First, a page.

Will San Franciscans ever protest the disaster that is its civic life?
A Friend Indeed
Leftist Jews can’t believe that their kind intentions and good deeds are so unappreciated.
In an address given at a Harvard Hillel Shabbat dinner last week, Claudine Gay, president of Harvard, confessed to her listeners, “Antisemitism has a long and shameful history at Harvard. For years, this University has done too little to confront its continuing presence. No longer!” These lines were intended to quiet the concerns of Gay’s Jewish listeners after recent anti-Israel protests led to antisemitic outbursts. This embarrassment, it was explained, was a very old evil at our oldest university, but now it will finally be addressed. Emphasizing the ancient roots of prejudice at Harvard was rhetoric designed to please Jewish students—and donors—who feel better by placing the blame for current outrages in the distant past.
It’s true that A. Lawrence Lowell, when he was president of Harvard in the 1920s, introduced a quota for, among others, Jewish applicants, to preserve the WASP patrician character of his institution. Lowell, the blue-blood descendant of seventeenth century Puritan settlers and a figure who built Harvard into one of the world’s premier academic institutions, has suffered posthumously for his unfashionable views. His portrait has disappeared from the university, and a building named after him was recently renamed. Despite these efforts at exorcism, his demonic spirit still supposedly haunts his transformed institution. Or so it might appear to those who still rage against dead patricians.
Those now screaming anti-Jewish slogans at Harvard bear no resemblance to the “past shameful history” that President Gay highlighted. The new antisemites, who are much less genteel and infinitely more savage than the Harvard snobs of yesteryear, are uniformly on the hard Left and may include black and LGBT activists. Both blacks and gays were groups that Lowell was hardly eager to recruit for his university, as his critics continue to point out.
Allow me to note, as the octogenarian Jewish observer of other Jews, that much of what I heard up until about a week ago from Jewish civic leaders about the right-wing Christian or patrician WASP Jew-hatred borders on madness. It shows what can only be described as a morbid obsession with keeping preferred enemies in everyone’s consciousness. Warnings about a reactionary, conservative presence behind these recent alarming incidents tell us little about why antisemitism is now raging in our cities. The most shameless use of this distorting optic can be found in a CNN report on rising antisemitism in the U.S. Before the report mentions the “far Left,” in perhaps an afterthought, we are served this boilerplate:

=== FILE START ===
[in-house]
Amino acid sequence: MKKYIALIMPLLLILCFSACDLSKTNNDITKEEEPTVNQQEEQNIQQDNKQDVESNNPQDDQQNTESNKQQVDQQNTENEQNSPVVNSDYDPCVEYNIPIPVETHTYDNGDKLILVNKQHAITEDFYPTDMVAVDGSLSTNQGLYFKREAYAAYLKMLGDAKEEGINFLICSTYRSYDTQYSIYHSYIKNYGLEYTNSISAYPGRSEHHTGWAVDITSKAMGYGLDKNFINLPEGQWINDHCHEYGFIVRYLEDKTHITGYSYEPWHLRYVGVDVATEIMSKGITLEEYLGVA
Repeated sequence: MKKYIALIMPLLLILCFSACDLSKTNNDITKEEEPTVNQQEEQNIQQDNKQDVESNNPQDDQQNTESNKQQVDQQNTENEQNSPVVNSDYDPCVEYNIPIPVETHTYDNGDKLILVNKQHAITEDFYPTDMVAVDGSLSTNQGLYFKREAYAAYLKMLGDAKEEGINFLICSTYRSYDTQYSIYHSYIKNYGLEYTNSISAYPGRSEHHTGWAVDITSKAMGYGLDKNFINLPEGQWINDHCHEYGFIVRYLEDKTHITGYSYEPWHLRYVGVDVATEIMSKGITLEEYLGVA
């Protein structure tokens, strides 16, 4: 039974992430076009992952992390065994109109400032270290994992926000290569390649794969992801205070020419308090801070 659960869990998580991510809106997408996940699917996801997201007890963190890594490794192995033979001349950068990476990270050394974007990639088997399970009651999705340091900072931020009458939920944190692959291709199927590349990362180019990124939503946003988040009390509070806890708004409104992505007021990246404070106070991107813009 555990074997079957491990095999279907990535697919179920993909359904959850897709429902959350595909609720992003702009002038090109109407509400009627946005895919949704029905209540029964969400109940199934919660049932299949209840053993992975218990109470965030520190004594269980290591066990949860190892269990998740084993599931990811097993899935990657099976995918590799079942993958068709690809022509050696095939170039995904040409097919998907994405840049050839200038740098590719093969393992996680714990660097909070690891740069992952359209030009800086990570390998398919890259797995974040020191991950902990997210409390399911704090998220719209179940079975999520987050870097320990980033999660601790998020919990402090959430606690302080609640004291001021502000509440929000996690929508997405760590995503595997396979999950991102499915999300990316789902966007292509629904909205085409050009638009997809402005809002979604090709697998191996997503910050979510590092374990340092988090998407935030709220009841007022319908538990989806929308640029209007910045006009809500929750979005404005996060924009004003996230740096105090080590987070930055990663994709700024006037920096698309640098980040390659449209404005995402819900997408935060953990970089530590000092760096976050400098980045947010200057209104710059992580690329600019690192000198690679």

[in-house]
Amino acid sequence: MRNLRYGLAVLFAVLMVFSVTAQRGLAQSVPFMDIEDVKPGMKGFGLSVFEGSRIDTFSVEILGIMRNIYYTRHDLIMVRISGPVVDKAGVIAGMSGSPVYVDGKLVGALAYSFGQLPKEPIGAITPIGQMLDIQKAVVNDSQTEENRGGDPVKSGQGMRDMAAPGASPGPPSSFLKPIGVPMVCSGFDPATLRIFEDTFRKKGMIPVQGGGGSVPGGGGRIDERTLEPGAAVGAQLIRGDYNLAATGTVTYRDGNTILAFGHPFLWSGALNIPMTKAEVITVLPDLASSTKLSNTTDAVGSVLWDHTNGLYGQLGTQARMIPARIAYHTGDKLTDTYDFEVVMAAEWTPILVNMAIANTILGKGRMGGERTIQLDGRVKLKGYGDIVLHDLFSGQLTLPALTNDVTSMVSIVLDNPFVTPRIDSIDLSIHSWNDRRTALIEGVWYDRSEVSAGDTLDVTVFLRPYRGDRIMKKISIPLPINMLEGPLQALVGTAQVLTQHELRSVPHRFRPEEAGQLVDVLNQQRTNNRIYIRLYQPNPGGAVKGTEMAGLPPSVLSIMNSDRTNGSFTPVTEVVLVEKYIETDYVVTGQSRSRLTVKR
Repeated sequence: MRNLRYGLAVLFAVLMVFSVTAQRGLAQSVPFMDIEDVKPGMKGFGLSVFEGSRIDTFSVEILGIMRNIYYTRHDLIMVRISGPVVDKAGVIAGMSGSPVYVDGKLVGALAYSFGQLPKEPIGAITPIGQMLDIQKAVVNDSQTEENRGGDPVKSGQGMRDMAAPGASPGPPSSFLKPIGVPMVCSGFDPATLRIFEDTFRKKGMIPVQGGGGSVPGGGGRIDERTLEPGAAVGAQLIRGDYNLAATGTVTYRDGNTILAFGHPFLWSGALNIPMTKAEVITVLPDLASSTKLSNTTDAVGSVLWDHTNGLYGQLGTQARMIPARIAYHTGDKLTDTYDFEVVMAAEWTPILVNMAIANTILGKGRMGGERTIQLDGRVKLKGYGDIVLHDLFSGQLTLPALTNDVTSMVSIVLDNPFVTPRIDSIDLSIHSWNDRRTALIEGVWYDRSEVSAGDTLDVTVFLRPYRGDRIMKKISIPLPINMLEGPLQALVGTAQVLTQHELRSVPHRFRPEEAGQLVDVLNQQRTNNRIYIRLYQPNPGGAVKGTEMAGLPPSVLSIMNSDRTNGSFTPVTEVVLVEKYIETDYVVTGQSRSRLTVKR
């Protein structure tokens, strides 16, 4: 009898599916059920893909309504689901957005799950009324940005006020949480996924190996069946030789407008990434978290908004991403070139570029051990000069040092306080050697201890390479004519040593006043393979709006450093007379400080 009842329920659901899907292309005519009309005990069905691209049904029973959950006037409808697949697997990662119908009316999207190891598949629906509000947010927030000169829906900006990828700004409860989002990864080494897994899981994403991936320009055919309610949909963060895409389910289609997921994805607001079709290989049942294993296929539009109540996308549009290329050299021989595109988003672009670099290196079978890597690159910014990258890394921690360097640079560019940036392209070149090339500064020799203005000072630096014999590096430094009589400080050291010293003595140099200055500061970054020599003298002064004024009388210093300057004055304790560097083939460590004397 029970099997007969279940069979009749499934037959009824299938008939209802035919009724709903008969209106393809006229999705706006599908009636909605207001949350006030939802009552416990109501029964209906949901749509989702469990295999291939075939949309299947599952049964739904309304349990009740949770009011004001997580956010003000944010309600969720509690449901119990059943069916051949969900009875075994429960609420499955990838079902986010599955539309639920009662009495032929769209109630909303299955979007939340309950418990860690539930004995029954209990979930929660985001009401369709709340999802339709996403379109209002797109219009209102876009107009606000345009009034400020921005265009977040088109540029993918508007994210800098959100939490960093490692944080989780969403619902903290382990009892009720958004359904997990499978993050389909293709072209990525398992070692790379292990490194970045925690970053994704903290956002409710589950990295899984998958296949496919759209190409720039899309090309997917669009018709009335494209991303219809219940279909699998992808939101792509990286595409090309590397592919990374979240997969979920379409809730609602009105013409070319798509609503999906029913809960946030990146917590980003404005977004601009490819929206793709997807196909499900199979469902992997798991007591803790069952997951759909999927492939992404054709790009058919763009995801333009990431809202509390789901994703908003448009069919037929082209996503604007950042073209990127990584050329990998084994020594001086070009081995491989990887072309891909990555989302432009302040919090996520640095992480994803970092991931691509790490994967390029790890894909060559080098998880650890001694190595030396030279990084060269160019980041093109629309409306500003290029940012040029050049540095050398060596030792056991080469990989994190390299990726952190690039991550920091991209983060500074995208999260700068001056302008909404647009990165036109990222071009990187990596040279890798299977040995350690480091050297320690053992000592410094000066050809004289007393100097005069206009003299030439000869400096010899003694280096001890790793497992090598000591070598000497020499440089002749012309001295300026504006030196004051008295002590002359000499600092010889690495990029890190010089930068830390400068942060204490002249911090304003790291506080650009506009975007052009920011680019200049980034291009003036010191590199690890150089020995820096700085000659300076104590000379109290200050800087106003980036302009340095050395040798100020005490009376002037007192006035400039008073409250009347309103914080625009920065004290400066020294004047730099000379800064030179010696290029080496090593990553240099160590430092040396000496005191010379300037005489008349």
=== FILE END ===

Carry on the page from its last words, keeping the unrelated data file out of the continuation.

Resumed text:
In recent years, antisemitism has often been driven in the United States by far-right groups. The hate of White Nationalism was encapsulated by the haunting chant by marchers in Charlottesville, Virginia, in 2017 of, “Jews will not replace us.” Former President Donald Trump, meanwhile, played into an antisemitic trope by suggesting that American Jews were plagued by dual loyalties to the U.S. and Israel and that they should be more grateful to him for his policies on the Jewish state.
It is obviously disconcerting for woke leftists with Jewish concerns, whether or not they watch CNN, that other leftists are turning against them. They are encountering to their utter consternation BLM and LGBT sympathizers marching around with Palestinian flags and screaming “death to Israel” and even “death to Jews.” These developments, it may be comfortable to believe, are somehow related to a Neanderthal white population, or to the legacy of a dark reactionary past. Least of all would these people want to assign blame to a multicultural, progressive government that has thrown open our borders to Third-World populations, including Islamists and Iranian terrorists.